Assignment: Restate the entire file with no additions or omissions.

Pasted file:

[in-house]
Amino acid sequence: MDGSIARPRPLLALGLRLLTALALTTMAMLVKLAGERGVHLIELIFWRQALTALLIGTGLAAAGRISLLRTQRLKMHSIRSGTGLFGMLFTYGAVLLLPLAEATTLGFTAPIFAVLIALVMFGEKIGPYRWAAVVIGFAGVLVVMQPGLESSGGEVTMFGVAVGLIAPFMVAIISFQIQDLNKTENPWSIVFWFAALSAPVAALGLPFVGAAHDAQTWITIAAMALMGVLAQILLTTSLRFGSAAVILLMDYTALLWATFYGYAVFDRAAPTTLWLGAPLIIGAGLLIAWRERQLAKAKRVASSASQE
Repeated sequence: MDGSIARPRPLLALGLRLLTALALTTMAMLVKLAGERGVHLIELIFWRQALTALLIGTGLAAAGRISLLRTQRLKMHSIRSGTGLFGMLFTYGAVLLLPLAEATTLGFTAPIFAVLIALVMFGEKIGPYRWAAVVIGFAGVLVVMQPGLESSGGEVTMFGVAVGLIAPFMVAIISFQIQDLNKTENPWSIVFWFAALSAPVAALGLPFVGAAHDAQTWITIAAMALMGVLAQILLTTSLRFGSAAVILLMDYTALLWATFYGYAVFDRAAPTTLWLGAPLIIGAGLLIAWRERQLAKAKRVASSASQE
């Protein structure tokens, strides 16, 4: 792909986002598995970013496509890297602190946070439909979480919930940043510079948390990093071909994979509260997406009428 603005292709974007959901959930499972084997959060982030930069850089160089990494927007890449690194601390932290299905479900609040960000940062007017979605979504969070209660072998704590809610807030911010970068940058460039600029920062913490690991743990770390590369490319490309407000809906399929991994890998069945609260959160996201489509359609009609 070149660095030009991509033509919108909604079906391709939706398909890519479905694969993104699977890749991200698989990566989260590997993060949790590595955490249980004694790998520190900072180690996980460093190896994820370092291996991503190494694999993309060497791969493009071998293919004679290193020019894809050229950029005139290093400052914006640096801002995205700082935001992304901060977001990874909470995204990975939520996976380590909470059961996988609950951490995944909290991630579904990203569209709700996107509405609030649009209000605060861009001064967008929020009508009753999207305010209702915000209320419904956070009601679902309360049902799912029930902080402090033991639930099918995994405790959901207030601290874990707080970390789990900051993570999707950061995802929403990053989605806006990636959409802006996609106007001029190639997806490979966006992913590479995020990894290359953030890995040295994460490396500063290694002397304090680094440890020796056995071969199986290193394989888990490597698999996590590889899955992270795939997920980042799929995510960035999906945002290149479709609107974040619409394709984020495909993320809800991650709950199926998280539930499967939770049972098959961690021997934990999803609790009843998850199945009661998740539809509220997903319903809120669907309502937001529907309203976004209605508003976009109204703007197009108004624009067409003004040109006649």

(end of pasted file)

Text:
[in-house]
Amino acid sequence: MDGSIARPRPLLALGLRLLTALALTTMAMLVKLAGERGVHLIELIFWRQALTALLIGTGLAAAGRISLLRTQRLKMHSIRSGTGLFGMLFTYGAVLLLPLAEATTLGFTAPIFAVLIALVMFGEKIGPYRWAAVVIGFAGVLVVMQPGLESSGGEVTMFGVAVGLIAPFMVAIISFQIQDLNKTENPWSIVFWFAALSAPVAALGLPFVGAAHDAQTWITIAAMALMGVLAQILLTTSLRFGSAAVILLMDYTALLWATFYGYAVFDRAAPTTLWLGAPLIIGAGLLIAWRERQLAKAKRVASSASQE
Repeated sequence: MDGSIARPRPLLALGLRLLTALALTTMAMLVKLAGERGVHLIELIFWRQALTALLIGTGLAAAGRISLLRTQRLKMHSIRSGTGLFGMLFTYGAVLLLPLAEATTLGFTAPIFAVLIALVMFGEKIGPYRWAAVVIGFAGVLVVMQPGLESSGGEVTMFGVAVGLIAPFMVAIISFQIQDLNKTENPWSIVFWFAALSAPVAALGLPFVGAAHDAQTWITIAAMALMGVLAQILLTTSLRFGSAAVILLMDYTALLWATFYGYAVFDRAAPTTLWLGAPLIIGAGLLIAWRERQLAKAKRVASSASQE
């Protein structure tokens, strides 16, 4: 792909986002598995970013496509890297602190946070439909979480919930940043510079948390990093071909994979509260997406009428 603005292709974007959901959930499972084997959060982030930069850089160089990494927007890449690194601390932290299905479900609040960000940062007017979605979504969070209660072998704590809610807030911010970068940058460039600029920062913490690991743990770390590369490319490309407000809906399929991994890998069945609260959160996201489509359609009609 070149660095030009991509033509919108909604079906391709939706398909890519479905694969993104699977890749991200698989990566989260590997993060949790590595955490249980004694790998520190900072180690996980460093190896994820370092291996991503190494694999993309060497791969493009071998293919004679290193020019894809050229950029005139290093400052914006640096801002995205700082935001992304901060977001990874909470995204990975939520996976380590909470059961996988609950951490995944909290991630579904990203569209709700996107509405609030649009209000605060861009001064967008929020009508009753999207305010209702915000209320419904956070009601679902309360049902799912029930902080402090033991639930099918995994405790959901207030601290874990707080970390789990900051993570999707950061995802929403990053989605806006990636959409802006996609106007001029190639997806490979966006992913590479995020990894290359953030890995040295994460490396500063290694002397304090680094440890020796056995071969199986290193394989888990490597698999996590590889899955992270795939997920980042799929995510960035999906945002290149479709609107974040619409394709984020495909993320809800991650709950199926998280539930499967939770049972098959961690021997934990999803609790009843998850199945009661998740539809509220997903319903809120669907309502937001529907309203976004209605508003976009109204703007197009108004624009067409003004040109006649």